I am what is inside of me.   I have spent my life trying to find, understand and clarify what is inside of me.   I am spirit living a human life, not human living a spiritual life.  I am not my biology, my history or my packaging.

That’s too much information for most people.   They see what they see, assume what they assume, expect what they expect, even if the shimmering quality of that vision and the painful lack of feedback from others means I never really know what that is.

It would be an interesting experience for me to go into a space and not have to be concerned with my inner experience.  That means not worrying about the third gotcha, not getting bogged down in overthinking, not playing small or safe, feeling confidence that my expression will be accepted, trusting the flirt and the scrape, and not feeling a need to include meta information for protection, comfort and my own inner tension.

I don’t know how to just be participant, though, without getting bogged down in observer.  I have always imagined having a trusted and up to speed wing person who can do the observer for me, but that has never, ever come to pass.

Transgender is about what is inside a person. I know that more than most.

Much of social interaction, though, is about what is outside a person, about the perceptions and projections that others put on us.   They not only don’t care about the inside, they wouldn’t engage it even if you offered it too them.   They just don’t have the experience and archetypes to interpret their own inner life, let alone the complex, queer lives of others.

They want people who appear comfortable in their own skin, whatever is going on inside.  Easy and attractive presence is what counts to them.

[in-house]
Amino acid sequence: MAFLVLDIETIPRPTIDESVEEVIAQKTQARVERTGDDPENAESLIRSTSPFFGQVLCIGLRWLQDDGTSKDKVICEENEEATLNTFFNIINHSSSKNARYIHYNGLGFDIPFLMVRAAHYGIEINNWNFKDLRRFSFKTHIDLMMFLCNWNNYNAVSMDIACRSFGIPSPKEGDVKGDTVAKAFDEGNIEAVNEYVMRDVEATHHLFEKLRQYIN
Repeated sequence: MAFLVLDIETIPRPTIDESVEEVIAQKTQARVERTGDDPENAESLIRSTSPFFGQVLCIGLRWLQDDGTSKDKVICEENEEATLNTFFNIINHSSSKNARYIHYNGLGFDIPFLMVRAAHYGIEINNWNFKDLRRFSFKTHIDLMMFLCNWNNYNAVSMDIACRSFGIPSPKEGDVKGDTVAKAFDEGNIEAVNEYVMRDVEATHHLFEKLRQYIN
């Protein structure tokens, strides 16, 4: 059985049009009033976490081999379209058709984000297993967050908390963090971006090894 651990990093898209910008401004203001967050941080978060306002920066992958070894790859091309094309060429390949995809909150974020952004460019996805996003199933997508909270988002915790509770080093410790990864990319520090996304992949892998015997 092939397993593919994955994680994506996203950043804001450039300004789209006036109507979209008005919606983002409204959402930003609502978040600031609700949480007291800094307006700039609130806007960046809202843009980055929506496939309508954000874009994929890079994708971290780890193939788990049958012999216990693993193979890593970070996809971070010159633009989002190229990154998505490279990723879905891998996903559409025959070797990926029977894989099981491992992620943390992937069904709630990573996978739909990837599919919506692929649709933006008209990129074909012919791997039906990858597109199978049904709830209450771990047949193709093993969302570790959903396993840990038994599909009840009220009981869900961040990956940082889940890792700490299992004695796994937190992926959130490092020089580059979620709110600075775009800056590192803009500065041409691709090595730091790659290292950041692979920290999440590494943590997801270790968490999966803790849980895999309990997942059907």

Being content without knowing the contents isn’t something that is easy for me.  I am what is inside of me, and that is always on the bubble.

Drip Feed

Doctors need to know a whole ocean of stuff.   They not only need to know about how the whole body interacts, they have to know what can go wrong, and not just the normal things.   They train for years for a reason, learning to think like doctors, swimming in the sea of medical knowledge and practice.

When they get a patient, though, they can’t just dump all that stuff onto them.   The first step in caring for someone is making them feel cared for.   They need to believe you see them, that you are focused on their problems.

Doctors need to know how to do a drip feed of communication.   They have to take all that stuff they know and very selectively share it with the patient, reaching into an enormous bag of tools and choosing only what is needed in this interaction.

Until and unless someone starts asking smart questions, showing that they are ready for more information, it’s easiest to tell them what they need to know now and not to overwhelm them with too much information.  Why do people need to worry a lot about improbable risks when their energy can be much better spent in healing?

Spiritual healers have the same challenge.   You can’t just have one solution, one approach for all, but neither can you dump a lifetime of knowledge and work onto someone and expect them to use any of it effectively.

One on one, in conversation, my caring is focused on you.   I listen closely, staying aware and present so that I can tailor my conversation to where you are.  I find language that echoes yours, ideas you already understand and very specifically select techniques and assignments that should help you find your own healing.